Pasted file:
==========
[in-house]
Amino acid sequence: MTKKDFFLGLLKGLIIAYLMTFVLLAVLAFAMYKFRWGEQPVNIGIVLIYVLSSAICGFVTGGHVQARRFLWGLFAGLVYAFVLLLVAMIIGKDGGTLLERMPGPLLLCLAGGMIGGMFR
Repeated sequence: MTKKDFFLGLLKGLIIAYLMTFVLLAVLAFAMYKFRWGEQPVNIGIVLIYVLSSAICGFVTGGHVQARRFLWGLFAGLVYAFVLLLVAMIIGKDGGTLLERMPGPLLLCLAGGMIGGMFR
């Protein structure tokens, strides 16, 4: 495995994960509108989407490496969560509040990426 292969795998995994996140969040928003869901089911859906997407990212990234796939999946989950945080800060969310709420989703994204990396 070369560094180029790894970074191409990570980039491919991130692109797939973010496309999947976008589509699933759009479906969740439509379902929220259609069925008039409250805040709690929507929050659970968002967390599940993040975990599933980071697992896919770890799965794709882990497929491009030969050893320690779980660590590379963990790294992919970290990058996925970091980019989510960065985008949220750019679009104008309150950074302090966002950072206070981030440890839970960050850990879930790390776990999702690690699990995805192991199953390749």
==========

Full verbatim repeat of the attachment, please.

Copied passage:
[in-house]
Amino acid sequence: MTKKDFFLGLLKGLIIAYLMTFVLLAVLAFAMYKFRWGEQPVNIGIVLIYVLSSAICGFVTGGHVQARRFLWGLFAGLVYAFVLLLVAMIIGKDGGTLLERMPGPLLLCLAGGMIGGMFR
Repeated sequence: MTKKDFFLGLLKGLIIAYLMTFVLLAVLAFAMYKFRWGEQPVNIGIVLIYVLSSAICGFVTGGHVQARRFLWGLFAGLVYAFVLLLVAMIIGKDGGTLLERMPGPLLLCLAGGMIGGMFR
């Protein structure tokens, strides 16, 4: 495995994960509108989407490496969560509040990426 292969795998995994996140969040928003869901089911859906997407990212990234796939999946989950945080800060969310709420989703994204990396 070369560094180029790894970074191409990570980039491919991130692109797939973010496309999947976008589509699933759009479906969740439509379902929220259609069925008039409250805040709690929507929050659970968002967390599940993040975990599933980071697992896919770890799965794709882990497929491009030969050893320690779980660590590379963990790294992919970290990058996925970091980019989510960065985008949220750019679009104008309150950074302090966002950072206070981030440890839970960050850990879930790390776990999702690690699990995805192991199953390749």